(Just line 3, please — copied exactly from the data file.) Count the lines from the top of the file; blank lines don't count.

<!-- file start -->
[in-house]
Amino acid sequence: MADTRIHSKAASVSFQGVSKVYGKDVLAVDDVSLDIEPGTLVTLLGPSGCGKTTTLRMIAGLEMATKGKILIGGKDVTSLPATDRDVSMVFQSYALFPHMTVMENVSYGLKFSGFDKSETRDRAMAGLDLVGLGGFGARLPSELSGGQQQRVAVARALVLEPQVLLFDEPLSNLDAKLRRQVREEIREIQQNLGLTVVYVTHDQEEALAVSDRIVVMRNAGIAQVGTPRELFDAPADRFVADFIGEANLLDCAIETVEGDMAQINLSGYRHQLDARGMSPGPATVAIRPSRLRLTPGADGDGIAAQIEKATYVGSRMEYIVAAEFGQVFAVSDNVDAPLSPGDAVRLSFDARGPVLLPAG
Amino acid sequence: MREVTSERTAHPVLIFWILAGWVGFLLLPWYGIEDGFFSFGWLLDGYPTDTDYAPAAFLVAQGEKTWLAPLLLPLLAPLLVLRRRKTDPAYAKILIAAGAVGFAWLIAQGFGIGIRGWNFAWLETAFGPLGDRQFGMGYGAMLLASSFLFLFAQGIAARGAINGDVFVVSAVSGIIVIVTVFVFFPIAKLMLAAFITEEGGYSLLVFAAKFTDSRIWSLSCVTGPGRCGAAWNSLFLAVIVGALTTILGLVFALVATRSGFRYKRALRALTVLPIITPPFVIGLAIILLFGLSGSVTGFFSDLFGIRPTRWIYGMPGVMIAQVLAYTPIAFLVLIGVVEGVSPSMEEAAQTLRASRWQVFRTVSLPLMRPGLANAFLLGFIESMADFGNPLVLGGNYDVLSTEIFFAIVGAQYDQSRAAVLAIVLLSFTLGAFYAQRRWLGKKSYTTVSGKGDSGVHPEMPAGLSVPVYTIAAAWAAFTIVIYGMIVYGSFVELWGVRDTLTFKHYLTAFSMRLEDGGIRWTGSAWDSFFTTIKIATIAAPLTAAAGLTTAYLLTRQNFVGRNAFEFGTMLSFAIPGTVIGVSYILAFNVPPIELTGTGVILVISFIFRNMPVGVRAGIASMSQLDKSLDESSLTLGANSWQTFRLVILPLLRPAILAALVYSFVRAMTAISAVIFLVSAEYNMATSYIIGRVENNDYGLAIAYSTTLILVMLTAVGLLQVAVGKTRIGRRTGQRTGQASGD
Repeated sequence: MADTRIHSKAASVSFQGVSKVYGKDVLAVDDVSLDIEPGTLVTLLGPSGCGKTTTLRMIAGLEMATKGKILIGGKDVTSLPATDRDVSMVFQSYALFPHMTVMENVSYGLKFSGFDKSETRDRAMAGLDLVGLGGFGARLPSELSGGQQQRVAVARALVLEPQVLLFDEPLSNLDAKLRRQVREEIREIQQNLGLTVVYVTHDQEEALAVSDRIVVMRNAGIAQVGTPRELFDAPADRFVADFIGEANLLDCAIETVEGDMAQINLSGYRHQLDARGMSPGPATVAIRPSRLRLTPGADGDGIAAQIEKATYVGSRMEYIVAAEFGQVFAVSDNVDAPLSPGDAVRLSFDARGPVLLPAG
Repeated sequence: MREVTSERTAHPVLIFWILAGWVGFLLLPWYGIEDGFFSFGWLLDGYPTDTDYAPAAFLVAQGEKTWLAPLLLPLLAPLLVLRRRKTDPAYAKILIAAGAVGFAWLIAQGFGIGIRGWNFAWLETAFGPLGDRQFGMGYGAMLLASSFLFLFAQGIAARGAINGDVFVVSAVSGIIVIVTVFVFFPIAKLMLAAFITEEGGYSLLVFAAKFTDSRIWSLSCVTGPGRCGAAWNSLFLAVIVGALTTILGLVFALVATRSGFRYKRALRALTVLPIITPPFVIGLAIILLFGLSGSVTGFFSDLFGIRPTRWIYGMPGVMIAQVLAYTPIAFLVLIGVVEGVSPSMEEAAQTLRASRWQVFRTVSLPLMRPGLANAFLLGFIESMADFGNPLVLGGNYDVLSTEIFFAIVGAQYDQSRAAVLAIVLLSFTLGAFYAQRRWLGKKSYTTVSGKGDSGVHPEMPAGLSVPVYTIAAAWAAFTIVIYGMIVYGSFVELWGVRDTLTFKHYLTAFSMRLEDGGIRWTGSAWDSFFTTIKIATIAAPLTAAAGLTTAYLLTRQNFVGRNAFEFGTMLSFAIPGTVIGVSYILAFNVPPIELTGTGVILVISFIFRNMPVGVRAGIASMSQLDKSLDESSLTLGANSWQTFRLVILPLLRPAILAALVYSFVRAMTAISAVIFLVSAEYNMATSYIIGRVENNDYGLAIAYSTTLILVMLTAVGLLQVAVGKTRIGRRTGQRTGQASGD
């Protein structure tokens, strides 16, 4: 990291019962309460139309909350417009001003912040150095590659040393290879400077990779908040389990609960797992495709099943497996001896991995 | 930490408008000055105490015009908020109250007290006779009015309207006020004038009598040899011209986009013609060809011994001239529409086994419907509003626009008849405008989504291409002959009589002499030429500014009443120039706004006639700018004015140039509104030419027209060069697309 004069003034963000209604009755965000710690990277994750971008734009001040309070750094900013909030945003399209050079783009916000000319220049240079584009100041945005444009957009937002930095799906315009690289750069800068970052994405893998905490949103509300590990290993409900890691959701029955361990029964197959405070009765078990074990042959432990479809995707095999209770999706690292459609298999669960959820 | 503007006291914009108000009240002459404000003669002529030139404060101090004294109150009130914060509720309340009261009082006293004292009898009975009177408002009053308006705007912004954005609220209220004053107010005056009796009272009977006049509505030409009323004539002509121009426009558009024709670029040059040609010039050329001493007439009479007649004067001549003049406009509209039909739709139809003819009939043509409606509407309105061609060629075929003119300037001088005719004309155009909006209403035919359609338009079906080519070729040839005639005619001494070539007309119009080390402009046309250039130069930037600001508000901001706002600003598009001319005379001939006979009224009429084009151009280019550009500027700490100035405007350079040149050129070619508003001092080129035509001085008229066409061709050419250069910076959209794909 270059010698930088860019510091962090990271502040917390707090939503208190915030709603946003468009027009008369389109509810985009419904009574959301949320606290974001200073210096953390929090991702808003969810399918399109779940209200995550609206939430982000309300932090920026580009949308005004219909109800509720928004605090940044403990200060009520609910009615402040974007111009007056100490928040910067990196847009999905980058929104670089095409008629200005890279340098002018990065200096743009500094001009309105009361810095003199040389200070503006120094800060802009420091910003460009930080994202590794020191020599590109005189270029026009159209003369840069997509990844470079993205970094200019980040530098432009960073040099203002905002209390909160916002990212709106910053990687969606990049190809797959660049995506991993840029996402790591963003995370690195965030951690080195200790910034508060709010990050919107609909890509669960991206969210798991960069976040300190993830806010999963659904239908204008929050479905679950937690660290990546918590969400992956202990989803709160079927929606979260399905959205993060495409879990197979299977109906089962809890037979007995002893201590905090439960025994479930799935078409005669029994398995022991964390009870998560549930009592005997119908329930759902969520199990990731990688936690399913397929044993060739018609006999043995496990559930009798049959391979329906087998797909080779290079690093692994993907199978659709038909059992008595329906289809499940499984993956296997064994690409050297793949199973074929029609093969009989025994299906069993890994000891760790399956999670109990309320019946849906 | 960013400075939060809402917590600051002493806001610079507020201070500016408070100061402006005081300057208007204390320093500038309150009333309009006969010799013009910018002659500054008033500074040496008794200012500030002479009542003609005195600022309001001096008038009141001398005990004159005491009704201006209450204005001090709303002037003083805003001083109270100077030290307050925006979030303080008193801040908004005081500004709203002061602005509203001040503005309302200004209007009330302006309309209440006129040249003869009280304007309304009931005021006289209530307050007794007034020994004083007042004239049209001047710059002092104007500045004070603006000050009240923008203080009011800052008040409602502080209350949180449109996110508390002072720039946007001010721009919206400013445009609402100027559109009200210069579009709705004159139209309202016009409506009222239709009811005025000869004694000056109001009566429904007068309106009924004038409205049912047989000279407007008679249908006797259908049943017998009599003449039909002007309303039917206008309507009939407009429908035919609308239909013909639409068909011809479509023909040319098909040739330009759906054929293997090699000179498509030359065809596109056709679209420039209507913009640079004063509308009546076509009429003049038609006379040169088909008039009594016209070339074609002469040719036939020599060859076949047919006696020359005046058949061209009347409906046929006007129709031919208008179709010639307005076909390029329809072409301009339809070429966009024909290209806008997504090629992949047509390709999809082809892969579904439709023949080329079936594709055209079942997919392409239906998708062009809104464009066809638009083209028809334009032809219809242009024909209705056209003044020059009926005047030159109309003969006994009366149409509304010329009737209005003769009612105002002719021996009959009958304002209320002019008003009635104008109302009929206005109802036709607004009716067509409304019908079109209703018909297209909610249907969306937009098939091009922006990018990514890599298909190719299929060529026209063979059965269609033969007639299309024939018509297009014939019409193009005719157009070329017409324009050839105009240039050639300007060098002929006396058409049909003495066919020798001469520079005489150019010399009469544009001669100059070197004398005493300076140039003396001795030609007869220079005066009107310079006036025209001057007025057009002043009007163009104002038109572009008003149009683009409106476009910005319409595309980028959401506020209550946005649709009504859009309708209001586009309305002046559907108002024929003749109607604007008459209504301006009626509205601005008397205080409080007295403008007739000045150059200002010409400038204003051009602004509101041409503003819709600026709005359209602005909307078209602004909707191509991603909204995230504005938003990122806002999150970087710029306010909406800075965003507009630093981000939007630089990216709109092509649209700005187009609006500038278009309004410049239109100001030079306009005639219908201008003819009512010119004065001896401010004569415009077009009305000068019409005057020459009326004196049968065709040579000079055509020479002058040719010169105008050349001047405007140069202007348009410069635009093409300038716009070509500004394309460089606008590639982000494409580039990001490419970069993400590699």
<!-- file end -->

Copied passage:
Amino acid sequence: MREVTSERTAHPVLIFWILAGWVGFLLLPWYGIEDGFFSFGWLLDGYPTDTDYAPAAFLVAQGEKTWLAPLLLPLLAPLLVLRRRKTDPAYAKILIAAGAVGFAWLIAQGFGIGIRGWNFAWLETAFGPLGDRQFGMGYGAMLLASSFLFLFAQGIAARGAINGDVFVVSAVSGIIVIVTVFVFFPIAKLMLAAFITEEGGYSLLVFAAKFTDSRIWSLSCVTGPGRCGAAWNSLFLAVIVGALTTILGLVFALVATRSGFRYKRALRALTVLPIITPPFVIGLAIILLFGLSGSVTGFFSDLFGIRPTRWIYGMPGVMIAQVLAYTPIAFLVLIGVVEGVSPSMEEAAQTLRASRWQVFRTVSLPLMRPGLANAFLLGFIESMADFGNPLVLGGNYDVLSTEIFFAIVGAQYDQSRAAVLAIVLLSFTLGAFYAQRRWLGKKSYTTVSGKGDSGVHPEMPAGLSVPVYTIAAAWAAFTIVIYGMIVYGSFVELWGVRDTLTFKHYLTAFSMRLEDGGIRWTGSAWDSFFTTIKIATIAAPLTAAAGLTTAYLLTRQNFVGRNAFEFGTMLSFAIPGTVIGVSYILAFNVPPIELTGTGVILVISFIFRNMPVGVRAGIASMSQLDKSLDESSLTLGANSWQTFRLVILPLLRPAILAALVYSFVRAMTAISAVIFLVSAEYNMATSYIIGRVENNDYGLAIAYSTTLILVMLTAVGLLQVAVGKTRIGRRTGQRTGQASGD